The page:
Preparing for a Consultation With a Lawyer

 Preparing for a Consultation With a Lawyer

If you need an attorney during a legal trial, you must make sure you find the right one. The good news is that most lawyers will offer a consultation for free so you can go and meet them. When you go to this meeting, you want to make sure that you have the ideal questions in your head to help you determine if the person will work. While you shouldn’t expect any legal advice, you can expect to find some crucial information about the lawyer.

Find a Good Candidate

Before you even think about setting up a consultation, you must find someone you think will work for you. Look for someone who specializes in your needs. You can often look on your state bar’s website for a list of lawyers and what they specialize in. If you know a lawyer you liked for another case, you may be able to ask them for recommendations. Similarly, friends and family can likely give you some names.

Ask for Their Background

When you start a consultation with a candidate, experts such as Douglas Healy say that your primary focus should be figuring out the candidate’s background. While you may feel that you are out of line asking for their resume, keep in mind that you are about to pay them your hard-earned cash for their services. You wouldn’t hire a plumber to do your electrician, so ask a lawyer about their experience and specialties before hiring them. Often, you can uncover the basics of their past on their website before your meeting. Then, you will be able to flush out the details during your consultation. For instance, you can ask them exactly how many divorce cases they have satisfactorily handled before hiring a divorce lawyer. Keep in mind that a lawyer with experience on only two similar cases may not be the best option.

Aside from this, ask them how long they have practiced law in your area. This is much more helpful than knowing obscure details, like where they got their degree because it helps you identify if they are familiar with the local officials and processes. Also, ask about similar cases in your area. Make sure you understand the verdicts they tend to receive when handling cases like yours.

Figure Out Their Legal Strategy

The next step is to determine how they will get you your justice. Get the details on their plans and procedures. Ask the projected timeline for resolving your case. Discuss their legal strategy for handling your case. See if they plan on settling and if arbitration or mediation are options. Make sure the answers you receive work with your plans. For instance, think about whether you are ready to settle or go to court and if the lawyer is matching up with what you want. Your lawyer’s strategy and your needs must line up.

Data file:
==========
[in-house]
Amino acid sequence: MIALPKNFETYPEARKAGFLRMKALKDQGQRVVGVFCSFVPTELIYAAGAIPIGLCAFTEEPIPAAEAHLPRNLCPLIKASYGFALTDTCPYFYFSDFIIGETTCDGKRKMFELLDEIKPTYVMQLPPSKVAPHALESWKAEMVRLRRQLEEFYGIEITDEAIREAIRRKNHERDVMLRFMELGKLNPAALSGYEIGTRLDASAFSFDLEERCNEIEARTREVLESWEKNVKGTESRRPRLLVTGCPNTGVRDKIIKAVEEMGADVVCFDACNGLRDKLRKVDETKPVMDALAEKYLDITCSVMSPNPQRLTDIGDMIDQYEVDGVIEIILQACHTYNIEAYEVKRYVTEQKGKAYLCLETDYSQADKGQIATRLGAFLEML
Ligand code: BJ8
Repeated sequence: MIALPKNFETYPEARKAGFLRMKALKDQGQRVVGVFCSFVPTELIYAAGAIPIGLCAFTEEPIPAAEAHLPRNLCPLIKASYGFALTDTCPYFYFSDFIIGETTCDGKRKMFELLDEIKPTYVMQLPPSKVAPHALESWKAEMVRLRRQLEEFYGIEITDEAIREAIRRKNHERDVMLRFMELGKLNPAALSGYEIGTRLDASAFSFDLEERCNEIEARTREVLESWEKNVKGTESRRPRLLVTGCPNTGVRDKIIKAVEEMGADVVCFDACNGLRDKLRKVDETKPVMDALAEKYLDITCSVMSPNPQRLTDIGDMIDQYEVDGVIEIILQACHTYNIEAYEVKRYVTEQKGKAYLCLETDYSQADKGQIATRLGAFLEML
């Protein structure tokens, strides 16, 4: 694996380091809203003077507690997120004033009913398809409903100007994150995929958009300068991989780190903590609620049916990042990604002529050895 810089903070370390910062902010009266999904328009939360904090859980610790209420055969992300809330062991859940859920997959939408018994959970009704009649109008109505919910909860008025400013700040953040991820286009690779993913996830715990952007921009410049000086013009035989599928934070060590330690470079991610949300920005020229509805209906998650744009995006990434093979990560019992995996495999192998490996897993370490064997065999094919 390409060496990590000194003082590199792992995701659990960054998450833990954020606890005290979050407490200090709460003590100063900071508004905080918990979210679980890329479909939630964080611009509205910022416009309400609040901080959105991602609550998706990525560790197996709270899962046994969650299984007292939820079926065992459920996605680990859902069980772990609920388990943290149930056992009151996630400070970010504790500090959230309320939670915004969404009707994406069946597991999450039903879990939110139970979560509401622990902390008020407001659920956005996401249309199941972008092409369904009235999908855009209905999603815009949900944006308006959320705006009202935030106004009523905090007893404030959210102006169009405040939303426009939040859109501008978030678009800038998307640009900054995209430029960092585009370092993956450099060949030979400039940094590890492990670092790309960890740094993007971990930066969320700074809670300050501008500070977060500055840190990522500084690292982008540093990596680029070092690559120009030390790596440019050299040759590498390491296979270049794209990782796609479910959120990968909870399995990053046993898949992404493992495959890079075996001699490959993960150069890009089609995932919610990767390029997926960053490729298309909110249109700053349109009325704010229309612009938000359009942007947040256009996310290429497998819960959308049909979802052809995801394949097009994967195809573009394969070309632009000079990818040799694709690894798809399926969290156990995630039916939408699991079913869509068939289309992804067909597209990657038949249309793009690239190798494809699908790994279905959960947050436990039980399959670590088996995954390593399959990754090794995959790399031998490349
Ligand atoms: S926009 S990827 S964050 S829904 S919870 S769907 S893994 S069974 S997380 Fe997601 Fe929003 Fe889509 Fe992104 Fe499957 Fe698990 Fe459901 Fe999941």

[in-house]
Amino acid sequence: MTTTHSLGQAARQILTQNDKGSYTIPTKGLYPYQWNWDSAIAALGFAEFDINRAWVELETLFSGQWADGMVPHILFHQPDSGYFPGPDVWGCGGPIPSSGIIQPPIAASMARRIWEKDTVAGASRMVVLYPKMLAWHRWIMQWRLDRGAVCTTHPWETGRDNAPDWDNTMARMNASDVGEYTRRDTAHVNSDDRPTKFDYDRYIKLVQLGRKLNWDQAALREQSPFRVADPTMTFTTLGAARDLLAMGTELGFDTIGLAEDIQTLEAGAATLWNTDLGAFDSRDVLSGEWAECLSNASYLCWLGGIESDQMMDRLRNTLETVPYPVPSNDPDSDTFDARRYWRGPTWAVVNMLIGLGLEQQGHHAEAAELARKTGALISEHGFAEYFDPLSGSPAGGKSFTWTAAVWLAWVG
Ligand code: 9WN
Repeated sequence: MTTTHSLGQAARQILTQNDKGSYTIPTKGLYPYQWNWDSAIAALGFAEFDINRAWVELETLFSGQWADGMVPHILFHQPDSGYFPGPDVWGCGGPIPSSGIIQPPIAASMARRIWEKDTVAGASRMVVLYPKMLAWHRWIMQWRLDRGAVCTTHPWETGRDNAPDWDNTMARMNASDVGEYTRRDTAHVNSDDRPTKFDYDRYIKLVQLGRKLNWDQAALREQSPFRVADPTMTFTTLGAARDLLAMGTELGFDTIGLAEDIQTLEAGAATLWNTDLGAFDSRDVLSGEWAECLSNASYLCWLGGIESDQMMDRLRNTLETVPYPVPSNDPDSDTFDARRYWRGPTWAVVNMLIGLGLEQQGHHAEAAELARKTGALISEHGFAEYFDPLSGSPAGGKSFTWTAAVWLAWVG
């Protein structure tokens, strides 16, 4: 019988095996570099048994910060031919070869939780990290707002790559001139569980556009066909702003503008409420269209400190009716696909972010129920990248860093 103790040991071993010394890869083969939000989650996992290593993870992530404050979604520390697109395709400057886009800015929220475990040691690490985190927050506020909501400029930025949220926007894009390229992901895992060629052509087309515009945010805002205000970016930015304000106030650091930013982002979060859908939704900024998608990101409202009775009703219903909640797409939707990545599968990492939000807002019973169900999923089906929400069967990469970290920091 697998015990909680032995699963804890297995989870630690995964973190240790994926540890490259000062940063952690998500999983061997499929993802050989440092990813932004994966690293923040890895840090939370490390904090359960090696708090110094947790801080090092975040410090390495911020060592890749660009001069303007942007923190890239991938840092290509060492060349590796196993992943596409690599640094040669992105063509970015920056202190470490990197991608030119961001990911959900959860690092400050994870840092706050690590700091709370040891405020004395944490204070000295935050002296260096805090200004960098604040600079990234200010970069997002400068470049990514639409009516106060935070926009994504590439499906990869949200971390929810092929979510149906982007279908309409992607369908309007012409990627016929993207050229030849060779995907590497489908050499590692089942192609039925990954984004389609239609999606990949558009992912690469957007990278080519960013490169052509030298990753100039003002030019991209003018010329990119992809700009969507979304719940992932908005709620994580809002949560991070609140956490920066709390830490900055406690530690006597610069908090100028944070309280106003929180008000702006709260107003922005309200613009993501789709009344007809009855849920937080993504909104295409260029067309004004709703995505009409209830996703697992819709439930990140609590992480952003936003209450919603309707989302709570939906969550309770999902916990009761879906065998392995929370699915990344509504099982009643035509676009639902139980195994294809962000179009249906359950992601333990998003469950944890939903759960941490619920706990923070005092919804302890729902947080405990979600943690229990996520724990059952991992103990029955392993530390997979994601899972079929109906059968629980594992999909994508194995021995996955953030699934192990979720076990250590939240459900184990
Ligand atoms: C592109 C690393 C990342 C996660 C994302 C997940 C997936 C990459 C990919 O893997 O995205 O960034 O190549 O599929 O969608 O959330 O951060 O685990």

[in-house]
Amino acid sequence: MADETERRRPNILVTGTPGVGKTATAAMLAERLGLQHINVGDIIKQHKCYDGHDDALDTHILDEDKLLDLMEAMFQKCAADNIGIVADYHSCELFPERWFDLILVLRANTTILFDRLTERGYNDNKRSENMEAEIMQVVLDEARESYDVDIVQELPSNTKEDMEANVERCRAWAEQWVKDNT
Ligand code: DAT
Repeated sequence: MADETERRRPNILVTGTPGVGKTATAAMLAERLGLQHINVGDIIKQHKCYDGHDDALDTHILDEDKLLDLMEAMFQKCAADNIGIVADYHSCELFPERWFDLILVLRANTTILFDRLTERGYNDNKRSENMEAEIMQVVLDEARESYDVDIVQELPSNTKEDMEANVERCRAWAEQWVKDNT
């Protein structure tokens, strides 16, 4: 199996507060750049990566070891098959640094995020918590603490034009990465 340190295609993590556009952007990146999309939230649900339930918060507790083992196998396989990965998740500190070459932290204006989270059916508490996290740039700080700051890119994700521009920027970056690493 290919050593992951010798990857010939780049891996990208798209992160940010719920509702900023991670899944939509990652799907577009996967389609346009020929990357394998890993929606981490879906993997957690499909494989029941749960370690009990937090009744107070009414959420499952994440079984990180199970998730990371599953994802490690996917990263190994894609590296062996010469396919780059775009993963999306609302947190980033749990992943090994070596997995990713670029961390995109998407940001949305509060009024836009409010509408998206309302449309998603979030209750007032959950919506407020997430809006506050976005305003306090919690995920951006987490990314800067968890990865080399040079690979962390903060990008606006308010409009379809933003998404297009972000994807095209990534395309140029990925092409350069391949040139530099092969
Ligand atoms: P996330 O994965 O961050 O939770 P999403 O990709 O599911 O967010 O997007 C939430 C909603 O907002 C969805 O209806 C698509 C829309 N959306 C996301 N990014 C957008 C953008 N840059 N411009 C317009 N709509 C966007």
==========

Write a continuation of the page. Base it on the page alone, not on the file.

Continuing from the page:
Determine if You Can Work With Them

Another important thing to think about is how your case will be managed and who you are going to work with. Large firms have other attorneys who do the work, not the initial person you met with. Paralegals and assistants are in charge of doing paperwork, and you may even have to contact someone else about your case.

Additionally, establish the frequency you should expect to communicate with the actual lawyer. For instance, figure out how long it will take them to answer your email or phone call if you have a question. Determine if they will provide regular updates. Ask about their emergency contact procedures for after-hour developments. Consider their preferred method of contact and information exchange.

Aside from this, you should look around the office and figure out if you honestly think you can work with this person. If friendliness is a factor, make sure they meet that. Think about whether they are patient with you and answer all of your questions. You want to feel like you and your case are important. Otherwise, you may need to go somewhere else.

Calculate the Costs

The final thing you should consider is cost. Legal fees are often complicated, so you must understand their pay system during the consultation. Most attorneys charge a fee upfront. As they work on the case, they bill their hourly rate and take it from this fee. When the case is over, you will owe anything that is not covered by the initial fee. Also, make sure you find out the rates for anyone else who may end up working on your case.

While a consultation with an attorney will not give you a lot of legal advice, it will give you the information you need to determine if a lawyer is right for you. Use this consultation to answer key questions and determine if a candidate will meet your needs.

Clare Louise